Get arty with Scratch scripts

Teachers often ask us how they can support their pupils’ progression and creativity in Scratch programming, writes London CLC computing education expert Rowan Roberts. One great way is to give children the opportunity to get artistic with their Scratch scripts. Check out these arty example projects. Each one shows off a different feature which your pupils can use to piece together their own Scratch masterpiece.
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Scratch art project screen shot
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1. Palm tree: This project showcases how, by using “more blocks” to define their own scripts, pupils can gradually build up greater levels of complexity in their programming. Naming procedures effectively also makes them much easier to debug whenever they go wrong!
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2. Hypnotic pattern: This deceptively simple program makes use of Scratch’s “clone” function. As time goes on the sprite creates more and more copies of itself, each of which adds a random swirl to the colourful pattern.
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3. Sound visualisers; waves and blobs: These two projects use the microphone input to affect the behaviour of a continuous line which a sprite draws across the screen. You can press the arrow keys to play sounds or speak into your microphone to make all sorts of colourful shapes appear.
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4. Forest Hill: This final project, inspired by a part of South London, automatically generates a randomised forest on a hill. It brings together some of the more complex ideas from the projects above, along with some secondary maths skills. Like many Scratch projects, this one’s a work in progress… maybe your pupils can think of some ways to improve it.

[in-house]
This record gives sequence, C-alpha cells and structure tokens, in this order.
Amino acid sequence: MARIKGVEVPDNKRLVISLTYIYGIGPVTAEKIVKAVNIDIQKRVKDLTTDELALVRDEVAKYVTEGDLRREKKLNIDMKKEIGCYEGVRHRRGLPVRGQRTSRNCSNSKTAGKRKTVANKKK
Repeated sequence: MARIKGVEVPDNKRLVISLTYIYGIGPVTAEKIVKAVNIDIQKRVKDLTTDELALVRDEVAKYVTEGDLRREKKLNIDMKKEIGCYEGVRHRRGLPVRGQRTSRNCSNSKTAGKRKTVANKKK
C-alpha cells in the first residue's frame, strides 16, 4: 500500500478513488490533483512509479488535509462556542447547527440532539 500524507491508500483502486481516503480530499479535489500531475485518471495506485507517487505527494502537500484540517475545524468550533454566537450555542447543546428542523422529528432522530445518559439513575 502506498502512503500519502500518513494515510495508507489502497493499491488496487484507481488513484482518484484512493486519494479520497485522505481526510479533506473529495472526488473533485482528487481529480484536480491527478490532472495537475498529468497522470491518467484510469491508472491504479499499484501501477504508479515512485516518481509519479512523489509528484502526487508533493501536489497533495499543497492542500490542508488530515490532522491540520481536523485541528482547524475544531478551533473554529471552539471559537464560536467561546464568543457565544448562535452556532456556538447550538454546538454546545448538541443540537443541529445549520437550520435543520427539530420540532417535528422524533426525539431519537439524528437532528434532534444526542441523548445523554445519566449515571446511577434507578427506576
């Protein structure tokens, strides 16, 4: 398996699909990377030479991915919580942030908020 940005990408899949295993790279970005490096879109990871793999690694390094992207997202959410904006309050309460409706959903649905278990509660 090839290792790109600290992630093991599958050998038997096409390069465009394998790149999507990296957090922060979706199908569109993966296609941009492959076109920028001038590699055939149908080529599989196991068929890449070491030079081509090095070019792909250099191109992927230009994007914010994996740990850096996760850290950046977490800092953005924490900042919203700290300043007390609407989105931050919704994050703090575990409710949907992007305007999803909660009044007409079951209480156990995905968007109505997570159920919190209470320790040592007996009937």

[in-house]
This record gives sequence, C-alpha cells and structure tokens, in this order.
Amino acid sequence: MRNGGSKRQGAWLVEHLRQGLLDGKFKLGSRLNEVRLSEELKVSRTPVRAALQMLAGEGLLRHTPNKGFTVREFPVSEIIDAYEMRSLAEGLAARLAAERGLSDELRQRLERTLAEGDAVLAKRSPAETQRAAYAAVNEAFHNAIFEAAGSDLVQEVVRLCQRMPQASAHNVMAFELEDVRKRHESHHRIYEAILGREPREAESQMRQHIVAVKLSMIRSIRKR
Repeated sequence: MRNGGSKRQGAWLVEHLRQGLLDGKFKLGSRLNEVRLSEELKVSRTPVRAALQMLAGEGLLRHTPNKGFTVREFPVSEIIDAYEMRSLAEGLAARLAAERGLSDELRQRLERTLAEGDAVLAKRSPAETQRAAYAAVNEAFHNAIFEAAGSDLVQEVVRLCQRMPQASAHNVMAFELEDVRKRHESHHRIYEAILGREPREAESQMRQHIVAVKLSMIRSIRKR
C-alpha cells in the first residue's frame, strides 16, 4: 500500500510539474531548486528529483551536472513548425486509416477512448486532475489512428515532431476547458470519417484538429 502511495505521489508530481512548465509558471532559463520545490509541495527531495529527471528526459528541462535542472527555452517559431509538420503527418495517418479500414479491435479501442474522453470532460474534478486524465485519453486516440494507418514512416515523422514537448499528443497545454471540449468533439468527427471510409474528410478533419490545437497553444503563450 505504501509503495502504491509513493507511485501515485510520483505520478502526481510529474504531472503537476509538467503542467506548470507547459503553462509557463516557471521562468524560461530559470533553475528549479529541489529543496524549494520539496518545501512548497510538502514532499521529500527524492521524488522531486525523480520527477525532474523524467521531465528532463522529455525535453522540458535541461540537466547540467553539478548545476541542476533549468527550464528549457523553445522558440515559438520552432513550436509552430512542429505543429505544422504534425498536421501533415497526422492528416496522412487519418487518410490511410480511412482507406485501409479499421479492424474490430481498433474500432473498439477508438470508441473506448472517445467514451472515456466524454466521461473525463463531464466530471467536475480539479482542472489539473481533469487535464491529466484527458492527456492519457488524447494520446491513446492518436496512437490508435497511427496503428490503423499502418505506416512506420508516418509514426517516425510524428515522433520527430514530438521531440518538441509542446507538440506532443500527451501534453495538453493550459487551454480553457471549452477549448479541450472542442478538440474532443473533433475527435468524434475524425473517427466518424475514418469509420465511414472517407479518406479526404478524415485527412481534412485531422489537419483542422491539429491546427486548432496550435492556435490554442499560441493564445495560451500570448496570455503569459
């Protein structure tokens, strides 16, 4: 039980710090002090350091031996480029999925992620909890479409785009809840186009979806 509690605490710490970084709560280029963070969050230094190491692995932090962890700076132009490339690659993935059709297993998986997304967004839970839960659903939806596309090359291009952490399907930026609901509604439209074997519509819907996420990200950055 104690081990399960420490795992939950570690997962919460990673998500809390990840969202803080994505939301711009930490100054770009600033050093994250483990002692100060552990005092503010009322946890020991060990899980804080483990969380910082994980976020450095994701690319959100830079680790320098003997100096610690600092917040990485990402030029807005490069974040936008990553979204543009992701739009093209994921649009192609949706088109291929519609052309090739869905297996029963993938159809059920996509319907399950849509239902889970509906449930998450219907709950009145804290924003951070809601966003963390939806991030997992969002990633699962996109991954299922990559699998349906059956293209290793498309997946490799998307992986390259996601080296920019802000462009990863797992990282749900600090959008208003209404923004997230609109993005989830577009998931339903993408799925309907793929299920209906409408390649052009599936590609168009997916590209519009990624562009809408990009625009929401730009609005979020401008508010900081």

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To explore some more exciting approaches to using Scratch in school, why not book a spot on our Advanced Scratch CPD session onFriday 8th June. If you’re still getting to grips with Scratch and could use a step-by-step introduction, take a look at UCL’s ScratchMaths curriculum. Each module contains teacher guides,  presentations and example Scratch projects containing all you need to get started, plus the activities are designed to support the year 5 and 6 mathematics curriculum.

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Upcoming CPD

Summer primary school computing conference
Summer primary school computing conference

This event will build upon the Autumn computing conference by inviting subject leaders to reflect on their year in the role, sharing their successes and challenges. It will also introduce new ideas, tools and approaches through talks and practical activities led by members of the CLC team, with opportunities for attendees to share their own expertise and experience. Over the course of the conference activities will touch on the three main areas of the computing curriculum: computer science, digital literacy and information technology. We will also feature advice and examples illustrating the use of technology to support blended learning.

14/06/22,
09:15
- 15:30
EYFS, KS1, KS2
Computing subject leaders, Teachers...
Creative Arts, Digital and children – CLC meets More Than Robots online
Creative Arts, Digital and children - CLC meets More Than Robots online

Combining forces for the first time, the Connected Learning Centre and More Than Robots have created a session for teachers, youth organisations, researchers and policymakers interested in the digital provision of creative arts for primary aged pupils.